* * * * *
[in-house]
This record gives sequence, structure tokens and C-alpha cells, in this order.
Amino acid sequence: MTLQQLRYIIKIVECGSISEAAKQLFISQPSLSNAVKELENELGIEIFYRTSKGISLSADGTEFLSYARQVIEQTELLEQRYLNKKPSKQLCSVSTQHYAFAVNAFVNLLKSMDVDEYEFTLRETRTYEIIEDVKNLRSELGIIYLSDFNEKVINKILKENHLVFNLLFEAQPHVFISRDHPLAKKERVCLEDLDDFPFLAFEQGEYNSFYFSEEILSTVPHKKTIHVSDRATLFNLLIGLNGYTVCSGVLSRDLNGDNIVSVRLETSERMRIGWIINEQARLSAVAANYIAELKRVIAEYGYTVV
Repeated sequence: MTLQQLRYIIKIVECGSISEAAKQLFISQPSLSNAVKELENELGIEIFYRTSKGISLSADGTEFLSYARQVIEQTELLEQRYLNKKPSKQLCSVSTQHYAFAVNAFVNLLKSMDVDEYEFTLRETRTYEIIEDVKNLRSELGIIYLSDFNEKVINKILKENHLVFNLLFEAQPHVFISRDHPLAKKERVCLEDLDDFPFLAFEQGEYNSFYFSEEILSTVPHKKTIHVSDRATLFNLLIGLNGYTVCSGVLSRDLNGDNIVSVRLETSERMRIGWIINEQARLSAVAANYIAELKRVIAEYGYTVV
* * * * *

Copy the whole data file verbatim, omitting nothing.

[in-house]
This record gives sequence, structure tokens and C-alpha cells, in this order.
Amino acid sequence: MTLQQLRYIIKIVECGSISEAAKQLFISQPSLSNAVKELENELGIEIFYRTSKGISLSADGTEFLSYARQVIEQTELLEQRYLNKKPSKQLCSVSTQHYAFAVNAFVNLLKSMDVDEYEFTLRETRTYEIIEDVKNLRSELGIIYLSDFNEKVINKILKENHLVFNLLFEAQPHVFISRDHPLAKKERVCLEDLDDFPFLAFEQGEYNSFYFSEEILSTVPHKKTIHVSDRATLFNLLIGLNGYTVCSGVLSRDLNGDNIVSVRLETSERMRIGWIINEQARLSAVAANYIAELKRVIAEYGYTVV
Repeated sequence: MTLQQLRYIIKIVECGSISEAAKQLFISQPSLSNAVKELENELGIEIFYRTSKGISLSADGTEFLSYARQVIEQTELLEQRYLNKKPSKQLCSVSTQHYAFAVNAFVNLLKSMDVDEYEFTLRETRTYEIIEDVKNLRSELGIIYLSDFNEKVINKILKENHLVFNLLFEAQPHVFISRDHPLAKKERVCLEDLDDFPFLAFEQGEYNSFYFSEEILSTVPHKKTIHVSDRATLFNLLIGLNGYTVCSGVLSRDLNGDNIVSVRLETSERMRIGWIINEQARLSAVAANYIAELKRVIAEYGYTVV